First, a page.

Redux-Thunk vs Redux-Saga

Hayk Yaghubyan
Jan 20 · 4 min read

These days all dynamic web applications need to use asynchronous tasks. As a react developer you might use Redux-Thunk within your career and feeling uncomfortable to move another solution like Redux-Saga which becomes trending the last few years. Yes, it has different syntax and when you check it for the first time it looks quite confusing and doesn’t make sense.

The benefit of Redux-Saga in comparison to Redux-Thunk is that you can avoid callback hell. Also, you can more easily test your asynchronous data flow.

Redux-Thunk, however, is great for small projects and for developers who just entered into the React ecosystem. The thunks’ logic is all contained inside of the function. More than that you don’t need to learn that strange and different syntax that comes with Redux-Saga. However, in this tutorial, I will show you how can you easily move from Redux-Thunk into Redux-Saga and will explain that strange syntax :D.

Let’s install some dependencies first.

npm i --save react-redux redux redux-logger redux-saga redux-thunk

Next, we need to set up a Redux in our project. Let’s create a Redux folder and then store.js file inside it.

import { createStore, applyMiddleware } from 'redux';
import logger from 'redux-logger';
import thunk from 'redux-thunk';
import rootReducer from './root-reducer';const middlewares = [thunk];if (process.env.NODE_ENV === 'development') {
middlewares.push(logger);
}
export const store = createStore(rootReducer, applyMiddleware(...middlewares));export default store;

then we need to create root-reducer.js

import { combineReducers } from 'redux';
import fetchTasksReducer from './reducers/fetchTasksReducer'
const rootReducer = combineReducers({
tasks: fetchTasksReducer,
});
export default rootReducer;

Don’t forget to import our store inside App.js

import React, { Component } from 'react';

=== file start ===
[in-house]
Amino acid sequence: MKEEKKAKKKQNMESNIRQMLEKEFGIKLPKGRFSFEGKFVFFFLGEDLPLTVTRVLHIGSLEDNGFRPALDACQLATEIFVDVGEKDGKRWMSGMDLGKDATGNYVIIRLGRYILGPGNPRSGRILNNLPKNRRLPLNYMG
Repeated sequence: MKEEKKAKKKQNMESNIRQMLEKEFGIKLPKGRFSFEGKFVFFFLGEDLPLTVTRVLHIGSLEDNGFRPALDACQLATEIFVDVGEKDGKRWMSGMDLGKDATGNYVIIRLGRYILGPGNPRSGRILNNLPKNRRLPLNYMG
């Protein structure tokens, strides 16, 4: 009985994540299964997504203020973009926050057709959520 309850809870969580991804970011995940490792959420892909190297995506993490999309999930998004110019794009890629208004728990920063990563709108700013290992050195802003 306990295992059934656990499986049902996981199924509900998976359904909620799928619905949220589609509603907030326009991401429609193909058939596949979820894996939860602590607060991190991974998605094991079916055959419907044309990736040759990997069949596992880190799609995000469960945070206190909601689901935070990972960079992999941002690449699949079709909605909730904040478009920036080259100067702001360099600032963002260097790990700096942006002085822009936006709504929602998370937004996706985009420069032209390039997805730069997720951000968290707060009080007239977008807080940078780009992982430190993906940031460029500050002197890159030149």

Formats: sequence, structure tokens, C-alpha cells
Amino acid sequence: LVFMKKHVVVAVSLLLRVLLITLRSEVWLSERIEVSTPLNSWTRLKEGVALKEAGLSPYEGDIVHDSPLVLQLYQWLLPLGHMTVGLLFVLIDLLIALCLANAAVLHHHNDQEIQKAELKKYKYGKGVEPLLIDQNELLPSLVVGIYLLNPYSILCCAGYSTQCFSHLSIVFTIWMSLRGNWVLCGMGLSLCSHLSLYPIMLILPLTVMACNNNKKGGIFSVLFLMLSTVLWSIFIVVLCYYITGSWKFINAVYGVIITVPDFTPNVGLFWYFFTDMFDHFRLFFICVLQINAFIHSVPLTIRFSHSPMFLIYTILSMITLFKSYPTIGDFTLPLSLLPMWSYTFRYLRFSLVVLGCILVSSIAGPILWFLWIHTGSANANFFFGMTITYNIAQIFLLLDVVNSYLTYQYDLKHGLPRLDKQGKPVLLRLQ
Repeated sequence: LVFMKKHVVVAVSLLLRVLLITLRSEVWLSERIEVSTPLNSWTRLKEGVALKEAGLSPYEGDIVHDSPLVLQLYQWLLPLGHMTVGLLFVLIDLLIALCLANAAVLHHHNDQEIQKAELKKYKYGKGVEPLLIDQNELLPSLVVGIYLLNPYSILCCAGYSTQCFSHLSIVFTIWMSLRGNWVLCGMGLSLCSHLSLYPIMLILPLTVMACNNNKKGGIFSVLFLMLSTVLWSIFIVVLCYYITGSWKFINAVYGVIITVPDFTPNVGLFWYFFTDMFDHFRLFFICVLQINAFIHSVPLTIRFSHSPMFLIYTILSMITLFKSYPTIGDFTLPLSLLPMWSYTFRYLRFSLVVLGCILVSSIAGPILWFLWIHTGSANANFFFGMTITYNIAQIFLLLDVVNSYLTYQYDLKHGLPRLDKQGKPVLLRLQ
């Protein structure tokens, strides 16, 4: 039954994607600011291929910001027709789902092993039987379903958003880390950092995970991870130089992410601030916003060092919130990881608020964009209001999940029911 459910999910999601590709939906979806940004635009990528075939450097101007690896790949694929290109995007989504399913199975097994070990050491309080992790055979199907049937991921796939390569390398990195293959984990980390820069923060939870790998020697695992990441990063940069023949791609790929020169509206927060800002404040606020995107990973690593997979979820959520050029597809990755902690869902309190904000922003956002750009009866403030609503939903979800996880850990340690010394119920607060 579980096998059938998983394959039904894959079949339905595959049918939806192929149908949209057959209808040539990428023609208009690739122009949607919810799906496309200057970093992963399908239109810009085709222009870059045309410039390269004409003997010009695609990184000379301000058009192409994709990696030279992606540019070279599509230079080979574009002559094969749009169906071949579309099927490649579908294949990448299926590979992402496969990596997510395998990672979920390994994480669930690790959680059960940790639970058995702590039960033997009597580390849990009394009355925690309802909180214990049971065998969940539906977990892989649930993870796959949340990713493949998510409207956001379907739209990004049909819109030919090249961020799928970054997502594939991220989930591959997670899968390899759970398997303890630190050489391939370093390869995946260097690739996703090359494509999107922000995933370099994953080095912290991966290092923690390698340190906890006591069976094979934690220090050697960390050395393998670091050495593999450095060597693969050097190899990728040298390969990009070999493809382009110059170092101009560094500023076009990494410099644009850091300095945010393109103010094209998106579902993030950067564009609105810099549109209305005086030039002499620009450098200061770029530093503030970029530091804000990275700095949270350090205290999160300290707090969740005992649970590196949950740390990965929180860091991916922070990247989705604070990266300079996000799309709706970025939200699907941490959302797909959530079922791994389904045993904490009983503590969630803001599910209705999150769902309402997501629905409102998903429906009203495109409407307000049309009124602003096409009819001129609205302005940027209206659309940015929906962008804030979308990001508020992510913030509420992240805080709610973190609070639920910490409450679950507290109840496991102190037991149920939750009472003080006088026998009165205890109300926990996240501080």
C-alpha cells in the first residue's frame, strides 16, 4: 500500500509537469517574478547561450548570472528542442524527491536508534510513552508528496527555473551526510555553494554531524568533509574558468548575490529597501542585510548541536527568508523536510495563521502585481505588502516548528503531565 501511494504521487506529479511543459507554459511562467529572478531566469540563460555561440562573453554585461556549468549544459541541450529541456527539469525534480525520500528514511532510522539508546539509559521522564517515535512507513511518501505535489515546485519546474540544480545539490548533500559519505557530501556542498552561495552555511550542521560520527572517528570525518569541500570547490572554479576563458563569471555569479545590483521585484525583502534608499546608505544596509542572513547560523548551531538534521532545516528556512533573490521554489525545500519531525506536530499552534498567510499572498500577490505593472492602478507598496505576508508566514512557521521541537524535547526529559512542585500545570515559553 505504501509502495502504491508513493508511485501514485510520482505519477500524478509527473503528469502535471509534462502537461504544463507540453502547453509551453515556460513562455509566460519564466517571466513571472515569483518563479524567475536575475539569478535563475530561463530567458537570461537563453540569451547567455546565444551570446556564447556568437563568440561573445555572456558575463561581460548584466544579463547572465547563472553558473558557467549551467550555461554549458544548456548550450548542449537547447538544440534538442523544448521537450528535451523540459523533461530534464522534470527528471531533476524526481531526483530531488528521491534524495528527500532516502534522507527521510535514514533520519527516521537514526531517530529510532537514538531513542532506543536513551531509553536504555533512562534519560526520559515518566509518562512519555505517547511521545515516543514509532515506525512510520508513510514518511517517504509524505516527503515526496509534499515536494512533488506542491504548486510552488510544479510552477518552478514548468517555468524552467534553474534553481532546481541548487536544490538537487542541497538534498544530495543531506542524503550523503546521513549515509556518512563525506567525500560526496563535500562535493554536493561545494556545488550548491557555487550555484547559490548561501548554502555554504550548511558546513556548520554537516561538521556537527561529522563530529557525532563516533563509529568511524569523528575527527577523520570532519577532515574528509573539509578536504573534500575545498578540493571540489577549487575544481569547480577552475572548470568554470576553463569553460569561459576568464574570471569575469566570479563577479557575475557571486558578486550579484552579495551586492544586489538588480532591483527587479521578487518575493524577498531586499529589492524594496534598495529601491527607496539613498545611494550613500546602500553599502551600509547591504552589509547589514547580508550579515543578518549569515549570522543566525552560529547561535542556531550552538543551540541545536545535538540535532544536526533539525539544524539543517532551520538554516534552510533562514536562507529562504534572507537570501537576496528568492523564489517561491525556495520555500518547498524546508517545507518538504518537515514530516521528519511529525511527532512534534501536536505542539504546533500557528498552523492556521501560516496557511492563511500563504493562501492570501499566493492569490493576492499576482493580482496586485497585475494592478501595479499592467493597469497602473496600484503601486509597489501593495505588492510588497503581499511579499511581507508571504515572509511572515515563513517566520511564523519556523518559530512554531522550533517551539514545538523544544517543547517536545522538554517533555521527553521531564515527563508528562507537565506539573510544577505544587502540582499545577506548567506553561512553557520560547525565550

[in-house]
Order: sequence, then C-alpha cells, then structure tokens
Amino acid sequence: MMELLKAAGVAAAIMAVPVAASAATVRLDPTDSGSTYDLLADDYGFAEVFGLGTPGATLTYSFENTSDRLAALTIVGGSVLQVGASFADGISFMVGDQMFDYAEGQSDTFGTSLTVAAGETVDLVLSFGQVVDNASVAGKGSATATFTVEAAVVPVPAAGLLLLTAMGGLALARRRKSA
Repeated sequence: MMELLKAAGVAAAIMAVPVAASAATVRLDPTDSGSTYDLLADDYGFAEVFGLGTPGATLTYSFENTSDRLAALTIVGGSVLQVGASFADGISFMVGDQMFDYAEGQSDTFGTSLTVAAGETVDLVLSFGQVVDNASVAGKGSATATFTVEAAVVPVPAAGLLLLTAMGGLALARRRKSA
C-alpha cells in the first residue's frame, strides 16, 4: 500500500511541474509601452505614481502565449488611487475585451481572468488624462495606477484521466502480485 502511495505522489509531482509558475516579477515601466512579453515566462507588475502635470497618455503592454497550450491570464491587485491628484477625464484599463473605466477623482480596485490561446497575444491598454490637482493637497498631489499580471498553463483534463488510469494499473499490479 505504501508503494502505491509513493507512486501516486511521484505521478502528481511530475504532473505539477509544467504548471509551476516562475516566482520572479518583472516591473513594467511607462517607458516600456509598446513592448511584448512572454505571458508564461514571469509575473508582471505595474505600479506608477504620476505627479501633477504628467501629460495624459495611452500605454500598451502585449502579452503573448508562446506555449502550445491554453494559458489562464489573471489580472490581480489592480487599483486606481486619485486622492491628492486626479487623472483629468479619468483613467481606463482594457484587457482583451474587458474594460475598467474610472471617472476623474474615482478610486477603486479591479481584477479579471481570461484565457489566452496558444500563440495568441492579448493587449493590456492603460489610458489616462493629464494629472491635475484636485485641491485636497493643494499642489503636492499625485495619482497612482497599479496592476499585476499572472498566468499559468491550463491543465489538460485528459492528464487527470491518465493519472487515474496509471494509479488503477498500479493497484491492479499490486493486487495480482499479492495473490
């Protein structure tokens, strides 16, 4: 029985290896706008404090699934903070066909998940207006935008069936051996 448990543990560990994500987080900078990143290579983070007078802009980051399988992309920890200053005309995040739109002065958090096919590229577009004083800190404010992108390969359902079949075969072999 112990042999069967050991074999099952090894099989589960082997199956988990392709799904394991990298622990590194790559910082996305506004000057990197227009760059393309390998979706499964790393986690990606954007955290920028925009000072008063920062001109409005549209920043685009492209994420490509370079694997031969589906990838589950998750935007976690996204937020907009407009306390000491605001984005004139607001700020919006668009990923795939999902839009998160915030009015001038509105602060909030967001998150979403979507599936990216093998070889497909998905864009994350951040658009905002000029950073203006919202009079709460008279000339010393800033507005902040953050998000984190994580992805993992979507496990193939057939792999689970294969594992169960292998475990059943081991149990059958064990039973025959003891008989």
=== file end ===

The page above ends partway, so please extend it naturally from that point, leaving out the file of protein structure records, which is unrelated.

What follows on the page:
import { BrowserRouter, Route } from 'react-router-dom';
import { Provider } from 'react-redux';
import Tasks from './components/tasks';
import './App.css';
const store = require('./reducers').init();class App extends Component {
render() {
return (
<Provider store={store}>
<BrowserRouter>
<div className='App'>
<div className='container'>
<Route exact path='/' component={Tasks} />
</div>
</div>
</BrowserRouter>
</Provider>
);
}
}
export default App;

Now we need to create a fetchTasksReducer.

...const INITIAL_STATE = {
tasks: null,
isFetching: false,
errorMessage: undefined
};
const fetchTasksReducer = (state = INITIAL_STATE, action) => {
switch (action.type) {
case "FETCH_TASKS_START":
return {
...state,
isFetching: true
};
case "FETCH_TASKS_SUCCESS":
return {
...state,
isFetching: false,
tasks: action.payload
};
case "FETCH_TASKS_ERROR":
return {
...state,
isFetching: false,
errorMessage: action.payload
};
default:
return state;
}
};
export default fetchTasksReducer;

Whenever we dispatch an action, that action goes through fetchTasksReducer and it updates our state as required. Here is how these 3 conditions work:

  • FETCH_TASKS_START: HTTP request has been started, this can be a great time to show a spinner for example that lets users know that there are some processes are going.
  • FETCH_TASKS_SUCCESS: HTTP request was successful, we must update the state.
  • FETCH_TASKS_ERROR: HTTP request has failed. You can show an error component to let the user know about the problem.

Redux-thunk

Currently, our app does not work as expected, as far as we need an action creator, to fire an action that our reducer handles.